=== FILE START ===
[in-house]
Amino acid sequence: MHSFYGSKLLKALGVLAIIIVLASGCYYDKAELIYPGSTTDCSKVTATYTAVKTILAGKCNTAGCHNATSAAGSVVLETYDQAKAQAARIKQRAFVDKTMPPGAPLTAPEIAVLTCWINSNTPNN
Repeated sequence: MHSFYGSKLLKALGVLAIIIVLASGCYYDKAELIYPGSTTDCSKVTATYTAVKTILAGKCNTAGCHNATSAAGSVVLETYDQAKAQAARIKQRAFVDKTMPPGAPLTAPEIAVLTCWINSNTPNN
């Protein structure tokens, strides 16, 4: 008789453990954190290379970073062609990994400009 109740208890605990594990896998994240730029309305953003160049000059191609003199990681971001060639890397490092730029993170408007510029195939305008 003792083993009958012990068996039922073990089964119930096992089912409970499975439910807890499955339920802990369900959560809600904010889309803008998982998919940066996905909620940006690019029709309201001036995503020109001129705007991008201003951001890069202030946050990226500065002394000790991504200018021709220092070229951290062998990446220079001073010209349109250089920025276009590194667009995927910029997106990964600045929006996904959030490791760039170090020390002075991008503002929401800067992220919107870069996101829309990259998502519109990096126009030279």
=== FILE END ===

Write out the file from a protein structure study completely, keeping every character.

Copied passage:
[in-house]
Amino acid sequence: MHSFYGSKLLKALGVLAIIIVLASGCYYDKAELIYPGSTTDCSKVTATYTAVKTILAGKCNTAGCHNATSAAGSVVLETYDQAKAQAARIKQRAFVDKTMPPGAPLTAPEIAVLTCWINSNTPNN
Repeated sequence: MHSFYGSKLLKALGVLAIIIVLASGCYYDKAELIYPGSTTDCSKVTATYTAVKTILAGKCNTAGCHNATSAAGSVVLETYDQAKAQAARIKQRAFVDKTMPPGAPLTAPEIAVLTCWINSNTPNN
């Protein structure tokens, strides 16, 4: 008789453990954190290379970073062609990994400009 109740208890605990594990896998994240730029309305953003160049000059191609003199990681971001060639890397490092730029993170408007510029195939305008 003792083993009958012990068996039922073990089964119930096992089912409970499975439910807890499955339920802990369900959560809600904010889309803008998982998919940066996905909620940006690019029709309201001036995503020109001129705007991008201003951001890069202030946050990226500065002394000790991504200018021709220092070229951290062998990446220079001073010209349109250089920025276009590194667009995927910029997106990964600045929006996904959030490791760039170090020390002075991008503002929401800067992220919107870069996101829309990259998502519109990096126009030279």